Cutting straight to the point about GDPR, the central sentiment is that data belongs to the individual and not to you.
Depending on the letters you are planning to send then different rules apply. Housing providers would be unlikely to send marketing letters (which would mean that if you have built your database yourself then you should have acquired the relevant permissions). Equally, if you have purchased your data then you need to make sure that the data provider has obtained consent.
When you are processing transactional letters, such as invoices or legitimate service information, you can usually rely on the legal basis of ‘legitimate interest’. Just make sure you keep appropriate records to show that you are relying on that legal basis for processing this data and that your privacy notices are clear and up to date.
‘Controllers’ and ‘processors’ of data need to abide by GDPR legislation. A controller is responsible for how and why the data is processed, while the processor acts on the controller’s behalf.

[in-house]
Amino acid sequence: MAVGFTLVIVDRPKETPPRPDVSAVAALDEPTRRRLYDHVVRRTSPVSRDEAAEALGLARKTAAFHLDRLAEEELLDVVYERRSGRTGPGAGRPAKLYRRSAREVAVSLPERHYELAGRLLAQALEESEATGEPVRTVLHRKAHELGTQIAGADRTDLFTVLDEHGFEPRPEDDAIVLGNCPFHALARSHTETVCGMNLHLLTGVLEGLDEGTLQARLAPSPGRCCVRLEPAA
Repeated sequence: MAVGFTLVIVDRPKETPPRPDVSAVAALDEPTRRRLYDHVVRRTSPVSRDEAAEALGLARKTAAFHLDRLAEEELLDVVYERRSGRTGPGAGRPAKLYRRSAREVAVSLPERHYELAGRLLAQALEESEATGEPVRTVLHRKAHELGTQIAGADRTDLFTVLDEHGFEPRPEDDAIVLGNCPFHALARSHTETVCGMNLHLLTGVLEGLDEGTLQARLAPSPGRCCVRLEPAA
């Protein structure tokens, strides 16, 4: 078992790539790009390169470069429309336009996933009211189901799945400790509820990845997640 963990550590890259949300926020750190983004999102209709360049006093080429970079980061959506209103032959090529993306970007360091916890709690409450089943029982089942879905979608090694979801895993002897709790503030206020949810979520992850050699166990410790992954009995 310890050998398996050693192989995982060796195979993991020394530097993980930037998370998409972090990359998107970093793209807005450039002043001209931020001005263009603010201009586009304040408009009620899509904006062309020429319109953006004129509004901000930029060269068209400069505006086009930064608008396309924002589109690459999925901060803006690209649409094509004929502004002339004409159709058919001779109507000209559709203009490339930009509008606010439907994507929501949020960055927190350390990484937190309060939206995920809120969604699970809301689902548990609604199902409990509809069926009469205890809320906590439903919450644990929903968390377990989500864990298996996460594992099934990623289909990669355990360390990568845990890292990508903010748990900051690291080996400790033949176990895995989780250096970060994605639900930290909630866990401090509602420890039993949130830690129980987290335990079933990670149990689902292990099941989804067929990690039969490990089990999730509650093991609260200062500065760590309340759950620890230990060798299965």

You will need to develop technical and organisational measures to demonstrate compliance with GDPR. If you are working with an outsourced data processor, you must ensure that you have updated contractual terms.
Get to grips with data protection impact assessments (DPIAs) which help identify, assess and mitigate or minimise privacy risks with data processing activities. They’re particularly relevant when a new data-processing process, system or technology is being introduced and are a handy weapon in the war against cyber-crime.
DPIAs also support the accountability principle, because they help organisations comply with the requirements of GDPR and demonstrate that appropriate measures have been taken to ensure compliance.
The GDPR mandates that a DPIA should be conducted where data processing “is likely to result in a high risk to the rights and freedoms of natural persons”.
Finally, you will need an understanding of the changes to data retention and to explore the likely legal grounds for the retention of particular data types that housing providers commonly require.
An ongoing, regular review will keep everyone on their toes, identify any glitches and help you sleep at night.
Chris Burridge is the business development manager at CFH Docmail.